The Electoral College was originally intended in part as a check on potentially misguided popular opinion, since electors were given the ability to cast their electoral vote for a different person if they had concerns about the fitness for office of the winner of a popular election. It’s a near-meaningless possibility today, given that a number of states (including Colorado) have laws requiring electors to vote for the winner of the state’s popular vote. In a non-scientific statement, it’s hard to imagine electors using their power to swing an election if they couldn’t do it in 2016. A small band of electors, known as “Hamilton Electors,” worked toward creating a deal that could have led to a different Republican taking office, but only seven electors eventually voted for candidates other than the one their state supported (none of which were on the general election ballot). A Colorado elector who refused to vote for Hillary Clinton as state law required was replaced with another elector, and Donald Trump became the nation’s 45th President. I would call the notion that the Electoral College might reverse an election severely antiquated, not worth considering as a possibility any longer.
This leaves us with a fairly undemocratic method of selecting the leader of the free world, whether or not we can call ourselves this much longer. For starters, a state receives electoral votes based on the size of its congressional delegation – Representatives and Senators. As you’ve seen earlier, Wyoming has one Senator per 292,750 people while California is at one Senator per 19,748,500 people. The votes equivalent to the number of Senators account for almost 19% of the total Electoral College votes, again a severely unfair disadvantage to voters in larger states.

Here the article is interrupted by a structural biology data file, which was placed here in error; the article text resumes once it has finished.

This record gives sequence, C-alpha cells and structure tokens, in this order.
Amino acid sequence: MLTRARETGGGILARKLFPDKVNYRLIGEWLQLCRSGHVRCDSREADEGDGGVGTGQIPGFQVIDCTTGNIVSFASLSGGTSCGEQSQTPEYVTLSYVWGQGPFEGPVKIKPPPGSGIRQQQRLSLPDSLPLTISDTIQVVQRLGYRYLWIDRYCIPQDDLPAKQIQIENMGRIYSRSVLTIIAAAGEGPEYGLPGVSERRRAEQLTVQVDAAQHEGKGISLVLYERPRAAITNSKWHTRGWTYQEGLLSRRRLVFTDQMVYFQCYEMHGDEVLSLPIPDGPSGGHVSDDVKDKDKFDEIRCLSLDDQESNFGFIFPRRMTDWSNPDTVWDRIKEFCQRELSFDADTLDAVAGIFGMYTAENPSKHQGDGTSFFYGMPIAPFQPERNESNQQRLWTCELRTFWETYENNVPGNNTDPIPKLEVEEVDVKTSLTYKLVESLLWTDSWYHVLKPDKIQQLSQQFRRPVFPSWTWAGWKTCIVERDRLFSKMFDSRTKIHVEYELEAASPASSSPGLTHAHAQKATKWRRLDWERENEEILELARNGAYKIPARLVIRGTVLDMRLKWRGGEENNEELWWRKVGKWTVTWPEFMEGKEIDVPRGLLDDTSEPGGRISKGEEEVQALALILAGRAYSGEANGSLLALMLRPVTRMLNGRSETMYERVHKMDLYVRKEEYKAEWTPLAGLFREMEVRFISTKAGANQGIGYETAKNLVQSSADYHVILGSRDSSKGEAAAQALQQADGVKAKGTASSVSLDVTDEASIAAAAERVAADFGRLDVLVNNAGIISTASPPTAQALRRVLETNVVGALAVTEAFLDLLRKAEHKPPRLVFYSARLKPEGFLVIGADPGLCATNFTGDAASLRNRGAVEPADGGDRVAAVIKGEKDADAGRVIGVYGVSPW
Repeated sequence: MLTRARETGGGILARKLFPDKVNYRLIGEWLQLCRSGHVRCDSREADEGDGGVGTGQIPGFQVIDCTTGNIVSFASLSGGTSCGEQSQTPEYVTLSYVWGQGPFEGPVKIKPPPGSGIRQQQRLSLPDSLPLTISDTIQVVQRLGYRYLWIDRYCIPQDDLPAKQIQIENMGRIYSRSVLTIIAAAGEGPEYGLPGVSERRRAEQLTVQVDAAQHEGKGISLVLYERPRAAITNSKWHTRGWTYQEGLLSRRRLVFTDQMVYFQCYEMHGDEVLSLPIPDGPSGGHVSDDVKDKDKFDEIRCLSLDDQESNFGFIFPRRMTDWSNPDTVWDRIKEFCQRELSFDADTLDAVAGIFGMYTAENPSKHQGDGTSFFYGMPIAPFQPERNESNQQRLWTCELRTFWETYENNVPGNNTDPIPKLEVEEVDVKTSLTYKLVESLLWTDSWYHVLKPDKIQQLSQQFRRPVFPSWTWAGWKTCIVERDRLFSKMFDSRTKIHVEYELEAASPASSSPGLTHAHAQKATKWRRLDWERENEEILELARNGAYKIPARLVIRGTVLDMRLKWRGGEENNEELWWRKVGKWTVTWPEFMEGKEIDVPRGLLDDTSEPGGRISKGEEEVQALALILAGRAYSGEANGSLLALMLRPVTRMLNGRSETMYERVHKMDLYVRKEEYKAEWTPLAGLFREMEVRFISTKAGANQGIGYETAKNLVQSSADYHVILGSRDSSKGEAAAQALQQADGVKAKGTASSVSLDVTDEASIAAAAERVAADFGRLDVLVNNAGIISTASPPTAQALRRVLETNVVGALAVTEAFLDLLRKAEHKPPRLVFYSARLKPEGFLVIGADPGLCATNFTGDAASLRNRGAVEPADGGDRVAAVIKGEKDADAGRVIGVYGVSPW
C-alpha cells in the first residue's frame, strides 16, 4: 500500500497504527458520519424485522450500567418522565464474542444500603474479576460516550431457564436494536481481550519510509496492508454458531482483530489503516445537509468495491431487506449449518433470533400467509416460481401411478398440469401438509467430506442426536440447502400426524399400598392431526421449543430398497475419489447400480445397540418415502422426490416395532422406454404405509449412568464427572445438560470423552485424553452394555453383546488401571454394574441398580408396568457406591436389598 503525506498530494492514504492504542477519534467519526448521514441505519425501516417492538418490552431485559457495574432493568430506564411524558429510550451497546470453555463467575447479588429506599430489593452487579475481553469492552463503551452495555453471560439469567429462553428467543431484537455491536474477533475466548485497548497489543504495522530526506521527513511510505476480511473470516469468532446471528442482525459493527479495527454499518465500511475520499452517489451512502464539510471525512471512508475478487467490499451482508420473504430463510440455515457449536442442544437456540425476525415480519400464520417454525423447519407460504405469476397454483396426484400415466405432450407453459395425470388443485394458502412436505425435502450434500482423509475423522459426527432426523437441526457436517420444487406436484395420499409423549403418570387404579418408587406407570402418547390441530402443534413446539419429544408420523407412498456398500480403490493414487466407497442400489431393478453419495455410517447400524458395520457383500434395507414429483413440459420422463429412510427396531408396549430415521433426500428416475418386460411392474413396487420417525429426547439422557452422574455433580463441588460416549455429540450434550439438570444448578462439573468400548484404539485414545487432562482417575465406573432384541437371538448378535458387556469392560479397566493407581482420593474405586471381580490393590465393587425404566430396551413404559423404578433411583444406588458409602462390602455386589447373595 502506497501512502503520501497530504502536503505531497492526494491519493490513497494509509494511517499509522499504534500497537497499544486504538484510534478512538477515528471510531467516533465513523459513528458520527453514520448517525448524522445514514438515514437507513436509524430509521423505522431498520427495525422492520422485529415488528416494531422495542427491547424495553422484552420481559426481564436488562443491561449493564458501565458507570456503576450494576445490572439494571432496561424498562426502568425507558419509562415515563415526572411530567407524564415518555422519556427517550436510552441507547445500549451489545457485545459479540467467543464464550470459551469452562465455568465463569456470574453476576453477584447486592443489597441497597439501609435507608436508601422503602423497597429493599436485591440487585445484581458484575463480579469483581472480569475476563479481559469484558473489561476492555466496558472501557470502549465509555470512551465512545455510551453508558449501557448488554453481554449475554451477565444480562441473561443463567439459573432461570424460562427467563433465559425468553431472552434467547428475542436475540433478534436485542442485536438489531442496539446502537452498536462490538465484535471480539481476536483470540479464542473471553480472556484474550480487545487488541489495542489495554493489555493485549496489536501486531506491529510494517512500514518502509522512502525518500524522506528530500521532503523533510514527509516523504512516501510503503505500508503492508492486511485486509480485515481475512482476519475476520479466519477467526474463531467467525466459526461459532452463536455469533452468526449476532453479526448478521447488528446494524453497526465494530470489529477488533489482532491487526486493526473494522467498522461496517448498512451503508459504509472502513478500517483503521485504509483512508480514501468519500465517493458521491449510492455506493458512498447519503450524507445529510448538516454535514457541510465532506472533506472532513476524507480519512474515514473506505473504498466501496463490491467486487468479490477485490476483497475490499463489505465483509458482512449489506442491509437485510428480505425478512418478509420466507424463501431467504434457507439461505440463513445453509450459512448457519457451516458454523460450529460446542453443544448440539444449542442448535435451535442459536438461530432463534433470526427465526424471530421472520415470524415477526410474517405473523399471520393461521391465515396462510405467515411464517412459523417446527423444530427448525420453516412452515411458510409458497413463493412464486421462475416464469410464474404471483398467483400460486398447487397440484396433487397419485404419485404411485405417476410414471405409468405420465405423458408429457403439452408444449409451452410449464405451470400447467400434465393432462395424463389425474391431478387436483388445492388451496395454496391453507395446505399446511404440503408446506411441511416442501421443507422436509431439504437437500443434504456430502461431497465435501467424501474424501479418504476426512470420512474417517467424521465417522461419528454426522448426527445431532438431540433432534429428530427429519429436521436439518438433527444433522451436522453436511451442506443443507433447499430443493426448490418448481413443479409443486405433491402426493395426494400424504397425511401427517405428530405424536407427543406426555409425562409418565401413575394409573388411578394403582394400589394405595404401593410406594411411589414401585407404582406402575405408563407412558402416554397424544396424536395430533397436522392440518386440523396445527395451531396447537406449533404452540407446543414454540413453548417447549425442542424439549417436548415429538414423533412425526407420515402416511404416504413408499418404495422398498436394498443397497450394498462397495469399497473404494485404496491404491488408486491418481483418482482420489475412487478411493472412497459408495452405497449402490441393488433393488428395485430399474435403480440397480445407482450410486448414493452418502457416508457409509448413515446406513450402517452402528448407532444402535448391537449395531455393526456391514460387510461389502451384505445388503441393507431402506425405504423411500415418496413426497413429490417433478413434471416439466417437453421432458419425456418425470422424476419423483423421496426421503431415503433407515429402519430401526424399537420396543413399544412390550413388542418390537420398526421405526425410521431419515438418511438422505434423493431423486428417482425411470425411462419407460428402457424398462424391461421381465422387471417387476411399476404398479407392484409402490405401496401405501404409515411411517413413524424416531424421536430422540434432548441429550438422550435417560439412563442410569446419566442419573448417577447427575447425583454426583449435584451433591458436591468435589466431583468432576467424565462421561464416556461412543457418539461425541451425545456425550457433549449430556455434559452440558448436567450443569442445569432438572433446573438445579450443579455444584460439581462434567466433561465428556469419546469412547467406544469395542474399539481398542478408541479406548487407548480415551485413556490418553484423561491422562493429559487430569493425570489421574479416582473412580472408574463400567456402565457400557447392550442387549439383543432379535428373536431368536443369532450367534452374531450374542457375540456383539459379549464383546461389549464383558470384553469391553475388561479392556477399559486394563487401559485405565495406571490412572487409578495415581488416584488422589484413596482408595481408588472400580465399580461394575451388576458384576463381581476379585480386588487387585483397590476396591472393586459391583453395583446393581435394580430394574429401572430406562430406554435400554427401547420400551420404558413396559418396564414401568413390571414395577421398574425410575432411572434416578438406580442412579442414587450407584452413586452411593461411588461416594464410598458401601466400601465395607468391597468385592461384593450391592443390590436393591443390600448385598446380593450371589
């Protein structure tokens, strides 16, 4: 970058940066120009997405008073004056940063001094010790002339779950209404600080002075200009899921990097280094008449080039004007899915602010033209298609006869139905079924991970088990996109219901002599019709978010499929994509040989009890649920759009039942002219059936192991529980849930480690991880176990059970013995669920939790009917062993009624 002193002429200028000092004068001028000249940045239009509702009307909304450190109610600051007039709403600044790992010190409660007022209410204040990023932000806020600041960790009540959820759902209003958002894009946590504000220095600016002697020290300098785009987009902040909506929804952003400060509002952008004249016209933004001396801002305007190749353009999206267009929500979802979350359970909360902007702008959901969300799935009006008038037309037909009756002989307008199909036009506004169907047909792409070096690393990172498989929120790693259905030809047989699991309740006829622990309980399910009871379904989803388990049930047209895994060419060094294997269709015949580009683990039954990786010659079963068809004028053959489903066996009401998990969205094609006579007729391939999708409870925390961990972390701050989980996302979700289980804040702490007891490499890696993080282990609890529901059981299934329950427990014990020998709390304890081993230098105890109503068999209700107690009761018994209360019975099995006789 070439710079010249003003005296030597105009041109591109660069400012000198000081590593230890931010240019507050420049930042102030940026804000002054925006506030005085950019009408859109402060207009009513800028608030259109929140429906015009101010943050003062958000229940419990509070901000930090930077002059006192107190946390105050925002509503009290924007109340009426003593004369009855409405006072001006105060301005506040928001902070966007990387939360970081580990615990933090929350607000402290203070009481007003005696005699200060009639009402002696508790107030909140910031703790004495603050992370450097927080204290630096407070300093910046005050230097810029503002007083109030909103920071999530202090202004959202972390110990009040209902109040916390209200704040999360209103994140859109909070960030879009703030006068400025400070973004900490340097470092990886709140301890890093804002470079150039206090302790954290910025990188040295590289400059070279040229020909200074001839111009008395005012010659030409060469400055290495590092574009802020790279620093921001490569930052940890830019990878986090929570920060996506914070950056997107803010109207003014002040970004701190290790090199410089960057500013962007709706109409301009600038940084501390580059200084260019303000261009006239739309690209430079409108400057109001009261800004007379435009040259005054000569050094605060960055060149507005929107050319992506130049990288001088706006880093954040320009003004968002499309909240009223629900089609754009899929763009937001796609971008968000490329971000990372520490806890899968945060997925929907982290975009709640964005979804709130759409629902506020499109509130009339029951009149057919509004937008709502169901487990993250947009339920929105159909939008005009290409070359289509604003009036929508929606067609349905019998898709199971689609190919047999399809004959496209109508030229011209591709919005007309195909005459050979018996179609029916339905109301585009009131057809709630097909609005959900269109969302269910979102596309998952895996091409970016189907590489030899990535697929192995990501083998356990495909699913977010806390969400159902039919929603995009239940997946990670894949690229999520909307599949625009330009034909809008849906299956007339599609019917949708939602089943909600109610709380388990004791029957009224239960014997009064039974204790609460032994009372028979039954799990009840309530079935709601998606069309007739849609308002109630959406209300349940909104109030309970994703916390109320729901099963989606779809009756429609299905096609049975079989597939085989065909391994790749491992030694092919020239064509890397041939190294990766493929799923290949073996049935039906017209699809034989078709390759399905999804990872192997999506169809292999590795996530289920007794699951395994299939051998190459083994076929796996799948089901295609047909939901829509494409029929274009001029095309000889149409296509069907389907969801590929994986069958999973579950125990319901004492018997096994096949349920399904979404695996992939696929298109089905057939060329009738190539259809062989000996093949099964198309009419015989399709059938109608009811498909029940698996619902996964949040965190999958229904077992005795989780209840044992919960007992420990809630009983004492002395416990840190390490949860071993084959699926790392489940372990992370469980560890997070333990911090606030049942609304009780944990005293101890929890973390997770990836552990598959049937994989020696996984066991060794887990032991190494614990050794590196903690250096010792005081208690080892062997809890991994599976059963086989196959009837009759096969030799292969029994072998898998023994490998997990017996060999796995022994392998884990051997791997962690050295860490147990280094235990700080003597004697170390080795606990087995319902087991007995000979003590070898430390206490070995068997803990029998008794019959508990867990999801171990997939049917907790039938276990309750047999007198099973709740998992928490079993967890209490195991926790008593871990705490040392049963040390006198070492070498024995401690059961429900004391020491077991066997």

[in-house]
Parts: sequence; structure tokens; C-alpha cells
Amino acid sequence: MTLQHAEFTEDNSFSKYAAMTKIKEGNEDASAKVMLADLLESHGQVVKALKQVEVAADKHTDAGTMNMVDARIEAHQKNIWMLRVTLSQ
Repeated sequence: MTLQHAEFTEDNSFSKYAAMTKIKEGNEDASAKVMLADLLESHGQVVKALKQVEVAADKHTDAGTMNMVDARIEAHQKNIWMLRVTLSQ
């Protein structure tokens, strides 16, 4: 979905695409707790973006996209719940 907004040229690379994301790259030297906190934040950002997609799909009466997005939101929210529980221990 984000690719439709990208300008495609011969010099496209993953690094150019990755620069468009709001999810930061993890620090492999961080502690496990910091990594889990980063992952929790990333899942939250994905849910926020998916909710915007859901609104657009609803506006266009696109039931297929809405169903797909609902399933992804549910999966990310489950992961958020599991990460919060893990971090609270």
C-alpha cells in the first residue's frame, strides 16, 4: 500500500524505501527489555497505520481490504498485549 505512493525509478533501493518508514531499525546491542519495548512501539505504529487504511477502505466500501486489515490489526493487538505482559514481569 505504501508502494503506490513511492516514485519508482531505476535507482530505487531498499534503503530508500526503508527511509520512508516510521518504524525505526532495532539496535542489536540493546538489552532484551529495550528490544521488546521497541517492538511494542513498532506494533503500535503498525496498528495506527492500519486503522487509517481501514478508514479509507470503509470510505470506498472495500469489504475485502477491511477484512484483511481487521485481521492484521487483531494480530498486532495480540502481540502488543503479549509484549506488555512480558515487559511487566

Next, most states have a winner-take-all formula for awarding their electoral votes, except for Nebraska and Maine who could split votes based on results in Congressional districts. So, if California provides a huge margin for the Democratic candidate (which they often do), the popular vote margin loses its relative impact in the Electoral College. In fact, the 4,269,978-vote California margin between Clinton and Trump in 2016 was significantly greater than the total population of Wyoming, Vermont, Alaska, North Dakota and South Dakota combined – and total population includes people under 18 plus adults who don’t or can’t vote. A narrow margin in almost any state holds exactly the same power in the Electoral College as a landslide win. The party that narrowly loses in a state gets exactly zero Electoral College votes in most states. Even the states that could split their electoral votes allocate two votes to the state’s popular vote winner, while Maine has only given a candidate other than the state’s popular vote victor one electoral vote since 1972, with Nebraska also at one electoral vote, though their system has only been in place since 1996.
And that’s how a person can lose the popular vote by 3,000,000 votes and still win the election. It’s also how we’re looking at loss of environmental protections, loss of net neutrality, packing of the courts based on ideology, tax breaks for the wealthy at a time of historic highs in income inequality, threats to health care coverage, and so much more when majorities of “the people” probably oppose what Congress and the Trump administration are doing in 2017. There is no longer an effective check and balance in the Electoral College against a worrisome candidate, and the numbers potentially veer far away from a fair representation of the will of the people. The Electoral College was an interesting idea when first envisioned, but it makes no logical sense anymore and ought to be scrapped.
Ideas For a Fairer Future